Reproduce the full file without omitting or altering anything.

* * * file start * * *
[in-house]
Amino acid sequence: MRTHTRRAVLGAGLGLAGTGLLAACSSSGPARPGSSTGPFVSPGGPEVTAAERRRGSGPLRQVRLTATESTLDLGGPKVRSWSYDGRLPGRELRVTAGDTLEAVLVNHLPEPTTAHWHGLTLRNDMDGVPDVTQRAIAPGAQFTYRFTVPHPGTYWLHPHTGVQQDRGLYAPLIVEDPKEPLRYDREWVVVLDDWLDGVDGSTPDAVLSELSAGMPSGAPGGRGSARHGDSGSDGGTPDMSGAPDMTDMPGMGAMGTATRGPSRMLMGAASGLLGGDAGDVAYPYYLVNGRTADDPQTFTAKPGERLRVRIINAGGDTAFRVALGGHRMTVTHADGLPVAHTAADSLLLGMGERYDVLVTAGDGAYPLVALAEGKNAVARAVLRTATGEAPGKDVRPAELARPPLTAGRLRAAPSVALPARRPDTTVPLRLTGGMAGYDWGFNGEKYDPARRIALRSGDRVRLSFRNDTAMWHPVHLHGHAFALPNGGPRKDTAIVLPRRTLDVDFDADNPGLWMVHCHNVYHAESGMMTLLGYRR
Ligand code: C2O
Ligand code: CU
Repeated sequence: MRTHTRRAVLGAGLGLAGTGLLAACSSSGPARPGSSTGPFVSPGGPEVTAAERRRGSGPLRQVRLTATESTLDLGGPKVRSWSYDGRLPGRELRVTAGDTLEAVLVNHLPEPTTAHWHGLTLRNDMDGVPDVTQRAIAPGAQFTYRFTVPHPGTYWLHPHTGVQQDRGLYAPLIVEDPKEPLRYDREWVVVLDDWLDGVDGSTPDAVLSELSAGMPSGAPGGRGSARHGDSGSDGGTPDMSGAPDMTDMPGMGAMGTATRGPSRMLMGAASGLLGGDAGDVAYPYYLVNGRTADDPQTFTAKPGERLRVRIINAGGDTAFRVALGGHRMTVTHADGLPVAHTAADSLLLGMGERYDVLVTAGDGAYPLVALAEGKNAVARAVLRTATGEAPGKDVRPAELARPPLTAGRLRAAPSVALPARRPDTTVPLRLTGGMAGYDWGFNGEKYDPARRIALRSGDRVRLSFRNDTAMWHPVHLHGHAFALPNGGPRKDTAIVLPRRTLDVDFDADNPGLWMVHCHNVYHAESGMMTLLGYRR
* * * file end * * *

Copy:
[in-house]
Amino acid sequence: MRTHTRRAVLGAGLGLAGTGLLAACSSSGPARPGSSTGPFVSPGGPEVTAAERRRGSGPLRQVRLTATESTLDLGGPKVRSWSYDGRLPGRELRVTAGDTLEAVLVNHLPEPTTAHWHGLTLRNDMDGVPDVTQRAIAPGAQFTYRFTVPHPGTYWLHPHTGVQQDRGLYAPLIVEDPKEPLRYDREWVVVLDDWLDGVDGSTPDAVLSELSAGMPSGAPGGRGSARHGDSGSDGGTPDMSGAPDMTDMPGMGAMGTATRGPSRMLMGAASGLLGGDAGDVAYPYYLVNGRTADDPQTFTAKPGERLRVRIINAGGDTAFRVALGGHRMTVTHADGLPVAHTAADSLLLGMGERYDVLVTAGDGAYPLVALAEGKNAVARAVLRTATGEAPGKDVRPAELARPPLTAGRLRAAPSVALPARRPDTTVPLRLTGGMAGYDWGFNGEKYDPARRIALRSGDRVRLSFRNDTAMWHPVHLHGHAFALPNGGPRKDTAIVLPRRTLDVDFDADNPGLWMVHCHNVYHAESGMMTLLGYRR
Ligand code: C2O
Ligand code: CU
Repeated sequence: MRTHTRRAVLGAGLGLAGTGLLAACSSSGPARPGSSTGPFVSPGGPEVTAAERRRGSGPLRQVRLTATESTLDLGGPKVRSWSYDGRLPGRELRVTAGDTLEAVLVNHLPEPTTAHWHGLTLRNDMDGVPDVTQRAIAPGAQFTYRFTVPHPGTYWLHPHTGVQQDRGLYAPLIVEDPKEPLRYDREWVVVLDDWLDGVDGSTPDAVLSELSAGMPSGAPGGRGSARHGDSGSDGGTPDMSGAPDMTDMPGMGAMGTATRGPSRMLMGAASGLLGGDAGDVAYPYYLVNGRTADDPQTFTAKPGERLRVRIINAGGDTAFRVALGGHRMTVTHADGLPVAHTAADSLLLGMGERYDVLVTAGDGAYPLVALAEGKNAVARAVLRTATGEAPGKDVRPAELARPPLTAGRLRAAPSVALPARRPDTTVPLRLTGGMAGYDWGFNGEKYDPARRIALRSGDRVRLSFRNDTAMWHPVHLHGHAFALPNGGPRKDTAIVLPRRTLDVDFDADNPGLWMVHCHNVYHAESGMMTLLGYRR